Cocaine users rely on Apple Watches to control heart rate

Technology workers have admitted to using cocaine, checking their Apple Watch watches to monitor their status. But those devices only control the heart rate. Cocaine triggers other effects

Users of high cocaine consumption in Silicon Valley have relied on their Apple watches to monitor their health status halfway, according to a new report.

The technical workers, speaking anonymously, told CNBC's Christina Farr that they watch their wrist between the drug lines to decide whether or not to do another.

If your heart rate seems level, they said, it seems safe to continue.

However, a cardiologist warns that cocaine triggers many physiological reactions in the body beyond the increase in heart rate, including spikes in blood pressure that can lead to cardiac arrest.

Technology workers have admitted to using cocaine, checking their Apple Watch watches to monitor their status. But those devices only control the heart rate. Cocaine triggers other effects

Technology workers have admitted to using cocaine, checking their Apple Watch watches to monitor their status. But those devices only control the heart rate. Cocaine triggers other effects

"For many people, heart rate could be a useful guide, but there are many people who do not have a heart rate response," Ethan Weiss, MD, an associate professor at the University of California, San Francisco, told Daily Mail. com.

"They can be lulled by a false sense of security." From what I understand, they are trying to get as far as possible, using the device as a guide. But some people may not see an answer, and meanwhile their blood pressure is 240, their coronary arteries are restricted, and they are having a heart attack. "

Cocaine, a drug in Schedule II, is known as "superior" because it is a stimulant that makes users alert and full of energy.

It stimulates the reward path in the brain, which also reacts to food and sex. Cocaine, however, triggers and an extremely intensified response.

Something like food activates the release of dopamine, which precipitates through neurons to cause a sense of joy. But once you have sent that message, it is picked up by another protein and transported back to the base, so it can be reused.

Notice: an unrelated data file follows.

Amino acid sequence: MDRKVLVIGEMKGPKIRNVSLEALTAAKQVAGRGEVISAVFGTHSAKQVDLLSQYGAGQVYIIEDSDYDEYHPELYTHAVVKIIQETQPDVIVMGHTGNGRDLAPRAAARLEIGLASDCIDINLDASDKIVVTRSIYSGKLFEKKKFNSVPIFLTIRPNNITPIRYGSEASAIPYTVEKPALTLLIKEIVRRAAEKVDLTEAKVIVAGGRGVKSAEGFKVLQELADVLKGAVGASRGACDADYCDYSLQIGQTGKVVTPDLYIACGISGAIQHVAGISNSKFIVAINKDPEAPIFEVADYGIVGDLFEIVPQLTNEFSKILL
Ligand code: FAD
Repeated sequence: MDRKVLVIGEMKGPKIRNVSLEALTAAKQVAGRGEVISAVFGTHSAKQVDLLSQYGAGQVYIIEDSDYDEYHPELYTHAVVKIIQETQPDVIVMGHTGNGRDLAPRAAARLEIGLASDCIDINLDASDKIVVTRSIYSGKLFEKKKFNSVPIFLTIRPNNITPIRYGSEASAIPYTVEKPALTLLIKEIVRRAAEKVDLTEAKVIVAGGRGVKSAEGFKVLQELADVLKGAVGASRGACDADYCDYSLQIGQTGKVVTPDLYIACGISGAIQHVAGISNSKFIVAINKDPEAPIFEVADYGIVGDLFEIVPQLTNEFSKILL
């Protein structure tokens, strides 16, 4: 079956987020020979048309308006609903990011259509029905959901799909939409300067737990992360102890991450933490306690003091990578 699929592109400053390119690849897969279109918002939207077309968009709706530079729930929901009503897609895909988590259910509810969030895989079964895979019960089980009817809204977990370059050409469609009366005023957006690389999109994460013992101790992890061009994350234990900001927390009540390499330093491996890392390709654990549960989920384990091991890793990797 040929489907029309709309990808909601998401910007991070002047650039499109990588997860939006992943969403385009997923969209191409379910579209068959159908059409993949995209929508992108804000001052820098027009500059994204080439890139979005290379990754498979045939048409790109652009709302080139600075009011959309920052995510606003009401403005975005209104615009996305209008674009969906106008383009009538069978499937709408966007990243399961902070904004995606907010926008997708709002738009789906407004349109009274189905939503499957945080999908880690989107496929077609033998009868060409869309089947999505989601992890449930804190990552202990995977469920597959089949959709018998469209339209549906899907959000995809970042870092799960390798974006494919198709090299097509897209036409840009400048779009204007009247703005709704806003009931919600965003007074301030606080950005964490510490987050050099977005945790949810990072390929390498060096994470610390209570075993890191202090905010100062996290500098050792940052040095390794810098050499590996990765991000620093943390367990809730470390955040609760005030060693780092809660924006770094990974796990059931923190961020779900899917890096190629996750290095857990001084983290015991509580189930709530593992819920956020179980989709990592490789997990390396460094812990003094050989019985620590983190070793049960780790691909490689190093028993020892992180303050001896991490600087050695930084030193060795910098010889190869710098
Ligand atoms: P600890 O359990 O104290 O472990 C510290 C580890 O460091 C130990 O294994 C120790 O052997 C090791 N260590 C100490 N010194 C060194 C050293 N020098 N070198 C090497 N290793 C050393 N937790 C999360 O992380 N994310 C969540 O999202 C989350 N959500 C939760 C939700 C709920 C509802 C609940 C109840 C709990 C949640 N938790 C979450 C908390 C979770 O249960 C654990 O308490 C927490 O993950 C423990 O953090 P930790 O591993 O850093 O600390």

But cocaine binds to this transporter protein, which means that dopamine keeps pressing on the neuron, as more and more dopamine is released. As a result, there is an accumulation of dopamine that intensifies the feeling of energy and euphoria, making the light and sound more intense, and that touch more sensually.

Any release of dopamine increases the adrenaline in the body, but cocaine does so intensely.

It causes an increase in heart rate and blood pressure, similar to how the body would react to a threat.

The crucial flaw in the use of Fitbit wristbands and Apple watches to track this reaction is that they are only programmed to do one thing: measure heart rate, and it is very unlikely that they will ever be adapted to the needs of drug users. .

"These companies will never run a test to find out if these devices make it safer for people who take drugs," said Dr. Weiss.

& # 39; If we were doing [such a trial] In a hospital, we would see the heart rate, but we would also do an electrocardiogram and we would be analyzing blood pressure because there are many factors. "

Dr. Weiss said that it is not the most outlandish thing that has been found as MD in the Bay Area.

"Nothing surprises me these days," said Dr. Weiss.

"It was a fun experience to think about how this would work in. I tried to get into that, and I thought" oh, this is interesting ", but I quickly got to a point where I was like" what the hell is going on with the world? "

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